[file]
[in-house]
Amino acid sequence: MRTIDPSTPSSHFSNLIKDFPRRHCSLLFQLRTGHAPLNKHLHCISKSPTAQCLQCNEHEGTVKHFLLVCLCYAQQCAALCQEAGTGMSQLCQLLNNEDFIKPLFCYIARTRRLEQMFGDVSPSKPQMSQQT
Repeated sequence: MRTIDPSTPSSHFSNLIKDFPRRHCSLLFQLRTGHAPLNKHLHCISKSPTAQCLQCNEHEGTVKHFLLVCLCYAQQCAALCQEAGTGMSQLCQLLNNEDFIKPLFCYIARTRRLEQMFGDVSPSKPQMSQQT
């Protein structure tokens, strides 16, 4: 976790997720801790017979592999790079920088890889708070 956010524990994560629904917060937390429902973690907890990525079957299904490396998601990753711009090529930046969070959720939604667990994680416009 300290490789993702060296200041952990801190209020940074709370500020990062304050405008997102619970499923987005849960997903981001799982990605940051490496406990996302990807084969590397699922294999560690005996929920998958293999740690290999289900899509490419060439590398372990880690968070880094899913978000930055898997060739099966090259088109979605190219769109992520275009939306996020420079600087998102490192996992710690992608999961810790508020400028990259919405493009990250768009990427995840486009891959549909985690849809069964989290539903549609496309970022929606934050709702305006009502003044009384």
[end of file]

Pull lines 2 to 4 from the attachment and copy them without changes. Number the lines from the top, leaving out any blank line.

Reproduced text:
Amino acid sequence: MRTIDPSTPSSHFSNLIKDFPRRHCSLLFQLRTGHAPLNKHLHCISKSPTAQCLQCNEHEGTVKHFLLVCLCYAQQCAALCQEAGTGMSQLCQLLNNEDFIKPLFCYIARTRRLEQMFGDVSPSKPQMSQQT
Repeated sequence: MRTIDPSTPSSHFSNLIKDFPRRHCSLLFQLRTGHAPLNKHLHCISKSPTAQCLQCNEHEGTVKHFLLVCLCYAQQCAALCQEAGTGMSQLCQLLNNEDFIKPLFCYIARTRRLEQMFGDVSPSKPQMSQQT
């Protein structure tokens, strides 16, 4: 976790997720801790017979592999790079920088890889708070 956010524990994560629904917060937390429902973690907890990525079957299904490396998601990753711009090529930046969070959720939604667990994680416009 300290490789993702060296200041952990801190209020940074709370500020990062304050405008997102619970499923987005849960997903981001799982990605940051490496406990996302990807084969590397699922294999560690005996929920998958293999740690290999289900899509490419060439590398372990880690968070880094899913978000930055898997060739099966090259088109979605190219769109992520275009939306996020420079600087998102490192996992710690992608999961810790508020400028990259919405493009990250768009990427995840486009891959549909985690849809069964989290539903549609496309970022929606934050709702305006009502003044009384």